Europe Trip


I'm finally back from Belgium and caught up with work, rest and a bit of reading to start to put things together on the trip. Short story, Belgium and Germany both rock, while US Airways sucks. A couple of weeks ago, I posted up the sections of the paper that I wrote up, an overview of the Battle of the Bulge and the role that Norwich University students played (note, however, that it's a bit of a work in progress) during the battle.

Seeing a battlefield for one's self, however, puts an entirely new dynamic understanding the battle. Going to Belgium and Germany to look at the lead up to the Bulge, and the Bulge itself, helped me understand a lot, but also showed me where I need to continue to research to make the paper better. That'll likely happen this summer, as I update what I wrote a bit, and write up an article on the 2nd Armored Division for Armchair General.

Flying was a nightmare, and you can read the other post for the specifics - it's not worth remembering, honestly. But, getting into Brussels left me a little time to wander, so I walked a couple of miles from the hotel into the city center (I didn't want to worry about figuring out the bus and train system, and I was impatient). Taking out a map, I noted which streets I went down, and wandered my way over, which is something that I recommend in any foreign city - I did it in London, and in Athens, and I honestly believe that I got a better sense of the city than I otherwise would have. It's a neat place, entirely not what I expected, and a huge contrast from the downtown tourist section.

Meeting up with the group, we had our initial briefing, then set out the next morning to look at the northern advance of the 2nd Armored Division in the months preceding the Bulge, as Norwich had a member, Captain James Burt, who earned the Metal of Honor in Aachen for his actions during a firefight. We looked at several towns in the lead up to that fight, examining some of the logistical problems that would have cropped up, as well as some of the battlefield sites.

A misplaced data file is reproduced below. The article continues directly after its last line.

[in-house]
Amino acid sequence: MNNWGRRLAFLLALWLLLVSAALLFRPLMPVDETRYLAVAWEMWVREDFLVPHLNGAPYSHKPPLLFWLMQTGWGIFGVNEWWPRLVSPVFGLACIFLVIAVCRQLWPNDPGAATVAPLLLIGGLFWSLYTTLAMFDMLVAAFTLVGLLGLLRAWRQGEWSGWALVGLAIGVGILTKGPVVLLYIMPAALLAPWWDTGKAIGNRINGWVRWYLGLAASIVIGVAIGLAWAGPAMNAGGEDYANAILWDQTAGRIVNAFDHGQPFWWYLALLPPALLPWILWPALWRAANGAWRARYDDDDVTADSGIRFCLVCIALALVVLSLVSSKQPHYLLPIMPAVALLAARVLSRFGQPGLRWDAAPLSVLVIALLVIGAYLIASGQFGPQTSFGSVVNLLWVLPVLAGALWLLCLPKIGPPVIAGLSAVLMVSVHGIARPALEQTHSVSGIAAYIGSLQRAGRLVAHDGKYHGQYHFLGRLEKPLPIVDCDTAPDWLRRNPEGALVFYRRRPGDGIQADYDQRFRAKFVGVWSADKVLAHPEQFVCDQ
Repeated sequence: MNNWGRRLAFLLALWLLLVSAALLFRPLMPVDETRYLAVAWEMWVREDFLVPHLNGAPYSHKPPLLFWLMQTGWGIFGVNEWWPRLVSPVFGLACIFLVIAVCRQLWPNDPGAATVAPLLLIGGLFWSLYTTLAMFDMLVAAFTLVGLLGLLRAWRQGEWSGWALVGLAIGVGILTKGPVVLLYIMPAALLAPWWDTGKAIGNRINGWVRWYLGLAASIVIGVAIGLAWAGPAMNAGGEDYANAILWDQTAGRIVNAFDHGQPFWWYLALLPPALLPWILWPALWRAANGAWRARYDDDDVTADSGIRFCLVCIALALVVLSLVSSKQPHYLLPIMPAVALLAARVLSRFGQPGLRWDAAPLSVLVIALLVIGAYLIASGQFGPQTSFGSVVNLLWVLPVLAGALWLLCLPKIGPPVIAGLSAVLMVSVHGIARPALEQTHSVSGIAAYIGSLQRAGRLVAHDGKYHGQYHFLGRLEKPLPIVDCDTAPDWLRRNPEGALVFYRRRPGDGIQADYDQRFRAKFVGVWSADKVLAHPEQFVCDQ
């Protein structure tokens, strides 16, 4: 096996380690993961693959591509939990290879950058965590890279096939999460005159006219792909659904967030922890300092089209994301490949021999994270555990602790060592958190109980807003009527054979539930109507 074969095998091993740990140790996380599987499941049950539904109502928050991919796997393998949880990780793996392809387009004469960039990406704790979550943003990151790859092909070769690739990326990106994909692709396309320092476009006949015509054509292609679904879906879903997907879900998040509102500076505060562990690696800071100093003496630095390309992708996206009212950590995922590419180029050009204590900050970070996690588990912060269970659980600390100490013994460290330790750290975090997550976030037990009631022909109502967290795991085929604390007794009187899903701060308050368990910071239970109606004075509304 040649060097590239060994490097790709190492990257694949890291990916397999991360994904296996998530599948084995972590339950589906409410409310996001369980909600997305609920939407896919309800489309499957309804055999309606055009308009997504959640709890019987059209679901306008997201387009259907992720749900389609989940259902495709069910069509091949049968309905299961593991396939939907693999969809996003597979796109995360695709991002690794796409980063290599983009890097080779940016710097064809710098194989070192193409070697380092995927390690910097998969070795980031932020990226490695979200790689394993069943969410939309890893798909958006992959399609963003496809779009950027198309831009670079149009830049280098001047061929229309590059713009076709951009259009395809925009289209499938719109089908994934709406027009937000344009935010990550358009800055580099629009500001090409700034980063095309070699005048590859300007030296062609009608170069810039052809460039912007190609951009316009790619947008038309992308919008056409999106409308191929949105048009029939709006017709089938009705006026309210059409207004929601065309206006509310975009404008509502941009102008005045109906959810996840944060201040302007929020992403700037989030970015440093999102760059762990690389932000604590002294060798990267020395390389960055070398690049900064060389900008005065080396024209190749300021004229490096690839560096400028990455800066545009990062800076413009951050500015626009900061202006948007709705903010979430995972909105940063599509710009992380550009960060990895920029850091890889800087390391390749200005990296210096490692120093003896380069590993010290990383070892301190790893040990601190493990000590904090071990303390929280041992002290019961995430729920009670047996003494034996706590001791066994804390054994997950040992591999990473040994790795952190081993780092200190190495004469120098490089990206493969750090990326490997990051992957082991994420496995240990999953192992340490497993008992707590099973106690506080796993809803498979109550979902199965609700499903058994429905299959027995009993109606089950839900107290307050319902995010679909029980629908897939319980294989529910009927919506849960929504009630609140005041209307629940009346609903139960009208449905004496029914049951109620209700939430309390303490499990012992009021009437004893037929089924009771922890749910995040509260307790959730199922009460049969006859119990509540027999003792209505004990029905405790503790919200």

One of the parts that always hits the hardest when looking at battlefields is looking at the US Cemeteries: they're immaculate, haunting, and stark. We visited the Henri Chappelle American Cemetery and Memorial, where we discovered the final resting place of a Norwich Alum, Arnold McKerer, a 2nd Lieutenant from the 9th Infantry Division who was killed the day after he was deployed to Monschau. It was sobering, and drove a couple of points home: our institution had a real stake in the battle, and this was a tangible result.

Monschau was lovely: an ancient town, set in a valley, with traditional, German looking structures, a castle on one side, and some ruins on the other. I set out away from the group again and walked around the streets, covering most of it in the couple of hours that we had. It felt very touristy in some places, although it was gratifying to see that there were also German tourists there. I bought an wooden whistle for my dad, in the shape of an owl, then hiked up to the top to the Castle, and then to the ruins.

Monday, we set out from Monchau to look at the opening moments of the Bulge attack. Hitler and his forces achieved near complete surprise in their attack against the allies, which resulted in the near destruction of the 28th and 106th Infantry Divisions. This was in a heavily wooded section of the country, where there was limited mobility, units that were resting from hard combat and new to the front lines. As we drove to the first sites, we saw the remains of the Siegfried Line, dragon's teeth fortifications that were designed to stop an invasion. It's astonishing that they're still there, a pointed reminder of the war and Hitler's legacy.

Going into the woods was eerie. The temperature dropped a couple of degrees, and there's a peaceful calm feel to the woods. The trees are planed in lines, shooting straight to the sky. We could hear birds, owls and the wind as we walked to a monument to the 99th Infantry Division, the unit that fought in that area, as well as the Volksgrenadier Division that was also there. Moving in deeper, we came across the remains of the trenches and foxholes that the allies had dug in place, and listened to some discussion of life in the trenches. Such a violent past felt very out of place in those woods.